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NYSNYS NEWS: SUNY ESC offering online course on Custer's Last Stand from perspective of Indian victors.
Indian dress: Indian tradition holds this dress was made with fabric from the uniforms of U.S. troops killed in the Battle of the Little Big Horn in 1876. The dress is seen today, left, and in an old news clipping at right -- NYSNYS News photo.

NYSNYS NEWS: SUNY ESC offering online course on Custer's Last Stand from perspective of Indian victors.

By Kyle Hughes

ALBANY, N.Y. (June 14) -- Tied to the anniversary of Custer's Last Stand this month, SUNY Empire State College said Tuesday professors are teaching a course on the Battle of Little Big Horn from the perspective of the Indian victors.

The course will include a live video connection to the Little Bighorn Battlefield National Monument on June 25, the 140th anniversary of perhaps the most famous battle in the Indian Wars of the 19th and early 20th centuries.

The anniversary will also see the display of a Indian dress that Cheyenne Indian tradition holds was made from cloth taken from the uniforms of dead U.S. troops, though some experts doubt that is true. The dress is part of the collection of a Washington State museum and will be displayed at Little Bighorn in Montana this month.

Tuesday, ESC professor Rhianna Rogers said students will have a "a once in a life opportunity to see the creation of history right in front of them, either live or through video. So that is a really, really unique opportunity that many courses don't always offer -- actually being a part of the creation of history."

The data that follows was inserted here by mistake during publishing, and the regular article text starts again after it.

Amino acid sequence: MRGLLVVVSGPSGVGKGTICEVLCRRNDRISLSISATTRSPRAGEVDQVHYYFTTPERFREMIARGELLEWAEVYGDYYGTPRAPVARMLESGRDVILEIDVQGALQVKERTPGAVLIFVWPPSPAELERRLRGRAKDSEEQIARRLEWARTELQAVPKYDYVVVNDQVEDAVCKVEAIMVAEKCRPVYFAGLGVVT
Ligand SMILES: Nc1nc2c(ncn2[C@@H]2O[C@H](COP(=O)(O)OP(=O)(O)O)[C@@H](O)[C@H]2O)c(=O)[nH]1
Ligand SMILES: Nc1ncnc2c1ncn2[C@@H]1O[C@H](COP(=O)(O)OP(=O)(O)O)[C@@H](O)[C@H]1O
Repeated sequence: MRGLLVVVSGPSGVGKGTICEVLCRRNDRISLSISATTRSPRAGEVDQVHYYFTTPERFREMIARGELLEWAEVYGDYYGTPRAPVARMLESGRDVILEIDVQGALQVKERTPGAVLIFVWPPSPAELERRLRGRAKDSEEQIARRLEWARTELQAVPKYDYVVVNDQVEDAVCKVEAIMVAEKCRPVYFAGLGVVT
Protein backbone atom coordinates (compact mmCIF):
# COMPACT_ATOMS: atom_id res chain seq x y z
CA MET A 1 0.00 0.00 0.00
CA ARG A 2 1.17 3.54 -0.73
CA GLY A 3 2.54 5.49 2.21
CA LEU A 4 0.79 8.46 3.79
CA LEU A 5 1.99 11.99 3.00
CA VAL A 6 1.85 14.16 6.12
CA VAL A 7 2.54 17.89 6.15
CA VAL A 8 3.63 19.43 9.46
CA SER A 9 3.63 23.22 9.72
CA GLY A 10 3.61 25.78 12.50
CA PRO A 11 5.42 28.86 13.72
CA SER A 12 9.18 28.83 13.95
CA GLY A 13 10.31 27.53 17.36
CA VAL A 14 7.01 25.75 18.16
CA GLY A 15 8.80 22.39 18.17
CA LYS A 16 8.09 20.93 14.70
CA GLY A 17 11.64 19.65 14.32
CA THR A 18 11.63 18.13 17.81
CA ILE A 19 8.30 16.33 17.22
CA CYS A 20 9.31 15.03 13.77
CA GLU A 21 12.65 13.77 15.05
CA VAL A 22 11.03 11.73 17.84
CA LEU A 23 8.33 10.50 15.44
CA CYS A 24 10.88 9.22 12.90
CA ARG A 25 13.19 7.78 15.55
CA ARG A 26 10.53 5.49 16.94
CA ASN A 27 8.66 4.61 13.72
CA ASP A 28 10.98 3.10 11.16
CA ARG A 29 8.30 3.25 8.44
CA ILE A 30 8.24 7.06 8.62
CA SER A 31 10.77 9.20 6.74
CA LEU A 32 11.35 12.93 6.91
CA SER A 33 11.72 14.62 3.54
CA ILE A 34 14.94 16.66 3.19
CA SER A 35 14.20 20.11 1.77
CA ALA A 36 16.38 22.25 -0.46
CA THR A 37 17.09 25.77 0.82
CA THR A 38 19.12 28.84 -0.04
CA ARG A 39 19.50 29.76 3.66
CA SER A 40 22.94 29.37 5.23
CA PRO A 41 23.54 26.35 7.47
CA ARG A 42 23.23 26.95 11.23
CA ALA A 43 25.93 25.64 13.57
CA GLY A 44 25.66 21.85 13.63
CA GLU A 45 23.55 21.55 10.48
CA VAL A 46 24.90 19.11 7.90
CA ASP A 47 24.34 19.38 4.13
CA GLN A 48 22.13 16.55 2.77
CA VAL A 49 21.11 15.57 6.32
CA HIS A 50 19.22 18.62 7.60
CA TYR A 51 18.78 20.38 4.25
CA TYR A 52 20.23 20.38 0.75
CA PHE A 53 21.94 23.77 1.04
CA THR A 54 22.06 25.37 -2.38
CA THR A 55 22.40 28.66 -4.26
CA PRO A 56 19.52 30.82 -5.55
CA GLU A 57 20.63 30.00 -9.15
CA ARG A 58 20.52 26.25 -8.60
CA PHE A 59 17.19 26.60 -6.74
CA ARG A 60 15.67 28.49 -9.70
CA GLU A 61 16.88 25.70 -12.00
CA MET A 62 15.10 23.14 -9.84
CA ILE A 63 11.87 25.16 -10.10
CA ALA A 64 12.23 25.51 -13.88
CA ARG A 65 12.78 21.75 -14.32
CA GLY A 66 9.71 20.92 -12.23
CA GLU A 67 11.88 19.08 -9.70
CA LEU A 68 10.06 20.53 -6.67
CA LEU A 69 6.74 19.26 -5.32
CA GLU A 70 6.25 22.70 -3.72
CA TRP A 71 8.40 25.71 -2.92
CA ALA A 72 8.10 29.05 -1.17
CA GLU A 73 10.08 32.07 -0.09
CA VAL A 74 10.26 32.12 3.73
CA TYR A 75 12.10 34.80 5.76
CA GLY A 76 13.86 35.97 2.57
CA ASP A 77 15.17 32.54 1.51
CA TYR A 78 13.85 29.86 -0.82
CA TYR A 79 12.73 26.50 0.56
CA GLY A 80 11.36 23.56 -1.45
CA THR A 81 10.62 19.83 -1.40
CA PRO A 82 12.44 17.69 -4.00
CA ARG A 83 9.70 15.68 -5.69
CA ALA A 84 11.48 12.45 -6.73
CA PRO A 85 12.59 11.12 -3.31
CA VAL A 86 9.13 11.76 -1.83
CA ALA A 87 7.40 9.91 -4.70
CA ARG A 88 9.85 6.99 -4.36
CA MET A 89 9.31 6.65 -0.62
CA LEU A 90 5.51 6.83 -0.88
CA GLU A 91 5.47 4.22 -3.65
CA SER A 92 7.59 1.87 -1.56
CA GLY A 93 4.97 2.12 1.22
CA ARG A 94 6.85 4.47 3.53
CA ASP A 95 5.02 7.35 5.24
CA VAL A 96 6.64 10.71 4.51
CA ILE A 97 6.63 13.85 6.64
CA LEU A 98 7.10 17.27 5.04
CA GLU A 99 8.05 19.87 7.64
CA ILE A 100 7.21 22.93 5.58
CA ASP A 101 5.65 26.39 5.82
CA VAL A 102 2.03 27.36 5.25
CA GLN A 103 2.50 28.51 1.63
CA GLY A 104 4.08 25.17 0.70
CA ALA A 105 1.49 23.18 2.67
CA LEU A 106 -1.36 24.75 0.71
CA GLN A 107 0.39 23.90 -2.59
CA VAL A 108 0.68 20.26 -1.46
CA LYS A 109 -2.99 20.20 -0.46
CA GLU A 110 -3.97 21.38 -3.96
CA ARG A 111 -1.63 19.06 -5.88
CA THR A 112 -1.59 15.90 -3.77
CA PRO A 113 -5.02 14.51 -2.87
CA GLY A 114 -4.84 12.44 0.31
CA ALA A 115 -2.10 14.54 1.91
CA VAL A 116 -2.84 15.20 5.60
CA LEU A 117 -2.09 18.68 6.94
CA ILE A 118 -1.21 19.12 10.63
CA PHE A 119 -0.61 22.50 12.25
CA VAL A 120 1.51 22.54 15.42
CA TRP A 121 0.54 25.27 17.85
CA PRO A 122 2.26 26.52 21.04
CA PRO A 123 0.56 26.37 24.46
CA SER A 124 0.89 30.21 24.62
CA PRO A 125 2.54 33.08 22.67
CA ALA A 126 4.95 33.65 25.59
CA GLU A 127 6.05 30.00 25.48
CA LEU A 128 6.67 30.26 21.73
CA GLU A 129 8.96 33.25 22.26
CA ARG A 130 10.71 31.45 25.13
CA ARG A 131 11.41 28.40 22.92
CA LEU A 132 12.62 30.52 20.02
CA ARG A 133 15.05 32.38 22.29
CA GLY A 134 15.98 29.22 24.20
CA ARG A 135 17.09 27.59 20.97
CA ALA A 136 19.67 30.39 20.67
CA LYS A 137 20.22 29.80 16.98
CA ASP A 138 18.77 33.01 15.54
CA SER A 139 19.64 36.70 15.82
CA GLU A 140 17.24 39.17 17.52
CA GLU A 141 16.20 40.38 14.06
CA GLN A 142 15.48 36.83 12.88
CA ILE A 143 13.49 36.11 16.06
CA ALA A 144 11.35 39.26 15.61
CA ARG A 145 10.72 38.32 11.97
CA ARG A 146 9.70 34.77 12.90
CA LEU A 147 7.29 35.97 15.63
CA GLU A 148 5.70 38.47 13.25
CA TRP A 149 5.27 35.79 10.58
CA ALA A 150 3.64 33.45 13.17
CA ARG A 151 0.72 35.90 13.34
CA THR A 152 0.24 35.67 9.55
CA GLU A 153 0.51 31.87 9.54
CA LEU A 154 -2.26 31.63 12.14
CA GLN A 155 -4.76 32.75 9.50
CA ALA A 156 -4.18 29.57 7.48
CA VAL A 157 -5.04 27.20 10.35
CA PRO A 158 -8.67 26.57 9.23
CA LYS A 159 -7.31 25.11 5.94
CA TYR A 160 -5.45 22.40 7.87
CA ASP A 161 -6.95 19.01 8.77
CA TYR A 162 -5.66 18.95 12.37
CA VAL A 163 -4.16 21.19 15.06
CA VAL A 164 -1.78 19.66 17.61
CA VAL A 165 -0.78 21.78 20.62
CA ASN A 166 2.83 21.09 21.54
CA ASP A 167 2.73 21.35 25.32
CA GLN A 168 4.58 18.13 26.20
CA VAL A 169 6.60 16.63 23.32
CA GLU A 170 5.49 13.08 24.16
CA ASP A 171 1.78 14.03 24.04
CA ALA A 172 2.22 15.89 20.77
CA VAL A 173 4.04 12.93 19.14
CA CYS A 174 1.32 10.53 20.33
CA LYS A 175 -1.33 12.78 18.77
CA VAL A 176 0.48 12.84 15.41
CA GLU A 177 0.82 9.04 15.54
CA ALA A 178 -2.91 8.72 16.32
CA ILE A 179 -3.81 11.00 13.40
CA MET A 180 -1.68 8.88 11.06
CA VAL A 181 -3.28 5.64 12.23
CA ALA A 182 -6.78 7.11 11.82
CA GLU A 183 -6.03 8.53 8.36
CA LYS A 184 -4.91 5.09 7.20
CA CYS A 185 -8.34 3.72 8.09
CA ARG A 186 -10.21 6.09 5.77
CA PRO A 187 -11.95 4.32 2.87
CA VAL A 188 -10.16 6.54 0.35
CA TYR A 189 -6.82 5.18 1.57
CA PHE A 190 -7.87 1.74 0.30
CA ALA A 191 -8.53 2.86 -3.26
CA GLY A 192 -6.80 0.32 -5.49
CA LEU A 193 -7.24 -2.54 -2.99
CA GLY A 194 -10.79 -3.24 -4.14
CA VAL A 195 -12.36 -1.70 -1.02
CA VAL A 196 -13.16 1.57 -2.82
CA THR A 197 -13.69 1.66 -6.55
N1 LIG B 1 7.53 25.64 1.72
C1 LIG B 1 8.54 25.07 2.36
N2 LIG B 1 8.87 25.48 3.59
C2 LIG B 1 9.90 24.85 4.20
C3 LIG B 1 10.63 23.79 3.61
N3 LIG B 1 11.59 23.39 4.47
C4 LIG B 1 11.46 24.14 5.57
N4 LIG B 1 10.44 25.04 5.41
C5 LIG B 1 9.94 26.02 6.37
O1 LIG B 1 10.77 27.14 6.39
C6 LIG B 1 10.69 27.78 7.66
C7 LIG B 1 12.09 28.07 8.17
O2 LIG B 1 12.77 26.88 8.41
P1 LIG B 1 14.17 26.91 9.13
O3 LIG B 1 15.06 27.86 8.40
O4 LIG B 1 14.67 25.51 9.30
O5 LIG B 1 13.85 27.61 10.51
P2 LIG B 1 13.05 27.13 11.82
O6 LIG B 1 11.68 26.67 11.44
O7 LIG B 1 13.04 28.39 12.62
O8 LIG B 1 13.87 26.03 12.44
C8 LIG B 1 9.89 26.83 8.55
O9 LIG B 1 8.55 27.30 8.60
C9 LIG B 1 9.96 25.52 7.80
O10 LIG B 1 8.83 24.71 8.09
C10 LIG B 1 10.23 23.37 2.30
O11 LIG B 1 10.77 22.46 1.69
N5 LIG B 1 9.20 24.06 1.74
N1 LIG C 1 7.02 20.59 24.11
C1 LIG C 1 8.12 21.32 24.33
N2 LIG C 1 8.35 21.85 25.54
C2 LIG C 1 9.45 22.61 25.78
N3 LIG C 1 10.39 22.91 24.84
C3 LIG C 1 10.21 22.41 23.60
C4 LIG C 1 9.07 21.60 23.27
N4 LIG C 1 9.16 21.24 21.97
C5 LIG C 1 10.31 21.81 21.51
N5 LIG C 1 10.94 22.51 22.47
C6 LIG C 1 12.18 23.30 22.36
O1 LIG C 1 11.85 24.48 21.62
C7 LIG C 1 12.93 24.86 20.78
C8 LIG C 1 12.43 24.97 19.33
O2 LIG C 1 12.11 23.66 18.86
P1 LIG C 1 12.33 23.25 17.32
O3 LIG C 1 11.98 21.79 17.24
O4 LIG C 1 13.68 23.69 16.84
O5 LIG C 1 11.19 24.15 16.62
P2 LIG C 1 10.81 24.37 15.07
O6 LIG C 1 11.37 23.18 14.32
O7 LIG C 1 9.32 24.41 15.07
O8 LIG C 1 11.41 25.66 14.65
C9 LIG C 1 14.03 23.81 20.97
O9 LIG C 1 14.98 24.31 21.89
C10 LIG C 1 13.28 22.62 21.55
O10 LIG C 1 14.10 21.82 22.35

"We decided that this was the best way to accommodate because students from all over can participate," said professor Menoukha Case of ESC's Center for Distance Learning. "I have students from Tennessee, New York City, California."

Clifford Eaglefeathers, member of the Northern Cheyenne Nation and SUNY adjunct, was also on hand at the College Tuesday to talk about his memories of the battlefield. He said the dress was made in the 19th century and was handed down through five generations. It was given to a Indian museum in Spokane, Washington in 1975 and is now in the collection of the Northwest Museum of Arts and Culture.

The Battle of Little Big Horn saw nearly 300 vastly outnumbered U.S. troops killed by Indian warriors. The troops were commanded by George Custer and the Indians were led by Sitting Bull, Crazy Horse and three others.

Custer was buried along with other in shallow graves on the battlefield, but was exhumed a year later and was re-buried at West Point. The battlefield's mass grave is now a national cemetery.


SUNY course description: